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Publication numberUS3894346 A
Publication typeGrant
Publication dateJul 15, 1975
Filing dateNov 2, 1973
Priority dateAug 26, 1971
Publication numberUS 3894346 A, US 3894346A, US-A-3894346, US3894346 A, US3894346A
InventorsFowley Jr Daniel J, Ward John R
Original AssigneeKee Inc
Export CitationBiBTeX, EndNote, RefMan
External Links: USPTO, USPTO Assignment, Espacenet
Electronic keyboard trainer
US 3894346 A
Abstract
A keyboard trainer has a keyboard, display panel, and program reader wherein keyboard code outputs are matched with the program reader outputs in a logic circuit to provide student prompting, error scoring, program advance, and multi-media control.
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Description  (OCR text may contain errors)

[451 July 15, 1975 United States Patent 1 Ward et al.

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l f LM AMBSP 5677899 22 6666666777 9999999999 /////HHHHH 4 2 8 27 5947150749 257247553 J .J .2 6490 30335 7890726247 .33 .b 3333333333 IJO m RD. mu na V Ran al n a d A h m 3 A7 WJ "W E. c 0 WMZM n a. Chw 2 I 0 0 N mFVKNM mr w m 3 n EC .w d m Lm fimp E AFA Mfi HUN "DU r Related US. Application Data Continuation of Ser. No. abandoned.

Primary Examiner-Lawrence Charles Assistant Examiner-Vance Y. Hum

l75,223, Aug. 26, l97l,

Attorney, Agent, or Firm-Sirlesinger, Arkwright,

e r o m S .m D & y e V r a G 2 SW 33 1 b 59 30 G O Sm Uh nul 55 ll [57] ABSTRACT A keyboard trainer has a keyboard, display panel, and program reader wherein keyboard code outputs are matched with the program reader outputs in a logic [58] Field of Search.............. 35/5, 6, 8 R, 8 A, 9 R,

35/9 A, 9 B, 48 R, 48 B; 40/28 C References Cited UNITED STATES PATENTS circuit to provide student prompting, error scoring, program advance, and multi-media control.

2 93l.l08 35/5 3.091.876 40/28 C 14 Claims, 5 Drawing Figures 6/l943 Colon.

BOY SMILES PATENTEHJUL 15 1575 \JIICL BOY SMILES 5 w m ND J09 ERW m W J A L E4 N mm JD MTF muL 15 ms SHEET mum mom

ELECTRONIC KEYBOARD TRAINER This is a continuation of application Ser. No. 175,223, filed Aug. 26, 1971, and now abandoned.

BACKGROUND OF INVENTION This invention relates to a keyboard trainer for teaching keyboard skills.

The use of keyboard instruments, such as typewriters, adding machines, vari-types, computer terminals, key punch machines and similar types of devices has become widespread within the last twenty-five years. To meet the demand for instruction in the use of such devices courses are offered by both public and private schools employing conventional class instruction techniques. In recent years, it has been recognized that these conventional instruction techniques can be omitted or supplemented by the use of specialized keyboard trainer units. These units permit the use of individual instruction in keyboard use, with the program presentation being geared to the students ability. These devices include a keyboard. a keyboard representation in which individual keys can be lighted as a prompt or a cue, and a controlled program device connected to both the keyboard and the keyboard display for presenting exercises to the student. Several basic types of such machines have been proposed. and placed in use heretofore, but they have had limitations either in operative design, or in versatility of operation.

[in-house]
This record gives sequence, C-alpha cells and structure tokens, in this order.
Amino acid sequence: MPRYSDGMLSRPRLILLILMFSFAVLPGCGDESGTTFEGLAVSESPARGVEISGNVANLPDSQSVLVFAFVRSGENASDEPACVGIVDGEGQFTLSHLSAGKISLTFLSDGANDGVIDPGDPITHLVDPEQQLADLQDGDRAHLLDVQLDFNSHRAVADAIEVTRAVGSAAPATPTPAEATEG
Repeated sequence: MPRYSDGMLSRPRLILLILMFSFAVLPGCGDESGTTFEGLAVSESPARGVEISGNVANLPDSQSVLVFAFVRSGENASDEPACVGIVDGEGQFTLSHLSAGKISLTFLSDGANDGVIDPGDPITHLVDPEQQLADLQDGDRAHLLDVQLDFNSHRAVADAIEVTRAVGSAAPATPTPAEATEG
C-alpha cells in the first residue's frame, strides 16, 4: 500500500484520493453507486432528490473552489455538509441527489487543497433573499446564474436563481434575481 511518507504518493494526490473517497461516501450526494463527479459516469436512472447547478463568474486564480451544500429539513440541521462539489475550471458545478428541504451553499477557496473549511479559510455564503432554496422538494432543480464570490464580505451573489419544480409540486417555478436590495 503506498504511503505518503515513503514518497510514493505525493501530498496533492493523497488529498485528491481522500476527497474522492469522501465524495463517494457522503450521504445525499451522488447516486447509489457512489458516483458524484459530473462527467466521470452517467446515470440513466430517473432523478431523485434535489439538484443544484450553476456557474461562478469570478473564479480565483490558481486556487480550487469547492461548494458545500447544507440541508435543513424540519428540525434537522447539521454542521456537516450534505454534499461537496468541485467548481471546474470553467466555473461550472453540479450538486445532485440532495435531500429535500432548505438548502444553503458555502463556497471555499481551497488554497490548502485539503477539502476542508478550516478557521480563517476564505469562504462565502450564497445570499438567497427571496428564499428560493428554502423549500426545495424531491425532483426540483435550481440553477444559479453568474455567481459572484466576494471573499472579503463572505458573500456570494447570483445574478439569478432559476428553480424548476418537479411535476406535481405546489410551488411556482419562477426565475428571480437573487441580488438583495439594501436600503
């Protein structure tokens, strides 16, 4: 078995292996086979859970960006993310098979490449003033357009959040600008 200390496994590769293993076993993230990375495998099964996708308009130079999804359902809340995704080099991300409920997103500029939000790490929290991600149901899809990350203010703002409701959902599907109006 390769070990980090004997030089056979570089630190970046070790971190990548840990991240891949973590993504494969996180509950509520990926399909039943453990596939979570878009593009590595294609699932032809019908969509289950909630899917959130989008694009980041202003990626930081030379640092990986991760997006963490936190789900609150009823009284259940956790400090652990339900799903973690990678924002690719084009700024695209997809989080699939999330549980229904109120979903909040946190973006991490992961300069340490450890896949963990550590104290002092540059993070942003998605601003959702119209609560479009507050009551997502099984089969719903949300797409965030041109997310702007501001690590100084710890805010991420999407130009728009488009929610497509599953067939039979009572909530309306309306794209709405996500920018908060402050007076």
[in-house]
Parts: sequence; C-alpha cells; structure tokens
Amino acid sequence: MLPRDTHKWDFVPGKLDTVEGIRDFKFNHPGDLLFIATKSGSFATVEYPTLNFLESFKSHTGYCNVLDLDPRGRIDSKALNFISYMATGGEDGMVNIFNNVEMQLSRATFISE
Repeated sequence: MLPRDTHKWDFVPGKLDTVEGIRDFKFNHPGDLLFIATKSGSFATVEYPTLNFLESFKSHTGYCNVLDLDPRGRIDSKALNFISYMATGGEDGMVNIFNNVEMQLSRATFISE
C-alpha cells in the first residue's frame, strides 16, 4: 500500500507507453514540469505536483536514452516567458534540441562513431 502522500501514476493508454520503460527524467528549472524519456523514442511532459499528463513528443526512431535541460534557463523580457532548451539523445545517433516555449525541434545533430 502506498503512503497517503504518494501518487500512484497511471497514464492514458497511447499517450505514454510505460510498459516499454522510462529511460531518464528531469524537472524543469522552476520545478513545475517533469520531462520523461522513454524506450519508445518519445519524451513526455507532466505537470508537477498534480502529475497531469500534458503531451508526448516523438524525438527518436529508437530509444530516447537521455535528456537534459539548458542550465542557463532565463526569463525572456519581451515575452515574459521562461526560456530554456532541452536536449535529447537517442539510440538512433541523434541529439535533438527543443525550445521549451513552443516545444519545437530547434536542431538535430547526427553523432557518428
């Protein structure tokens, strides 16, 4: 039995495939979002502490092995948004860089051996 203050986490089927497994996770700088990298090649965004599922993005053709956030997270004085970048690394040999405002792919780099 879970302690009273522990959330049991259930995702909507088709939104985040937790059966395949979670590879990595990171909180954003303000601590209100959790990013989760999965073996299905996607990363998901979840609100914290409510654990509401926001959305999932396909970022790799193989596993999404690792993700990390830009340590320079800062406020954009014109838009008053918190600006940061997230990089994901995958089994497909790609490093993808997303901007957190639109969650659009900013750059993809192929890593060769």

Accordingly, it is an object of this invention to provide a new and improved keyboard trainer unit of simplified design and greater versatility.

One of the features of this invention is the use of a digital keyboard and program unit.

Another feature of this invention is the use of improved and simplified logic circuitry in the comparator and display circuitry.

A further feature of this invention is the provision of error scoring including automatic recording of the total number of strokes and errors, student acknowledgment of error, and automatic printing of the error.

A still further feature of the invention is the inclusion in the trainer of several different instruction modes, including a test mode.

Another feature of the invention is the multi-media control which permits the keyboard trainer to activate either audio or visual auxiliary equipment to be used as an adjunct to the keyboard trainer program unit.

These and further objects and advantages of the invention will become apparent from the following description and claims.

DESCRIPTION OF DRAWINGS FIG. 1 is a perspective view of the keyboard trainer unit and an auxiliary pictorial display unit.

FIG. 2 is a block diagram of the circuitry of the keyboard trainer unit.

FIG. 3 shows the circuitry of the keyboard unit.

FIG. 4 is a block diagram showing the multi-media control circuit.

FIG. 5 discloses the keyboard display lamp control circuitry.

DESCRIPTION OF THE INVENTION Referring to FIG. I, the keyboard trainer generally indicated at 10, is used with a tape reader 12 to instruct the student in keyboard skills. The program of instruction is read by the tape reader 12 and fitted to the keyboard trainer unit 10. Audio visual equipment may be used with this assembly, as indicated by the multimedia unit 14, to provide either pictorial or sound instruction with the keyboard unit and tape reader assemblies.

The keyboard trainer unit 10 has a keyboard 16, which in this instance is a typewriter keyboard, and a matching display panel 18 which has individual lights corresponding with each of the individual keys. The display light for a given key is used as a prompt or cue for the student learning the keyboard. The individual lights corresponding to keys to be depressed can be lit progressively ahead of the student to teach the beginner who is learning positions of the keys on the keyboard, or for the more advanced student, to light only when an error has been made by the student.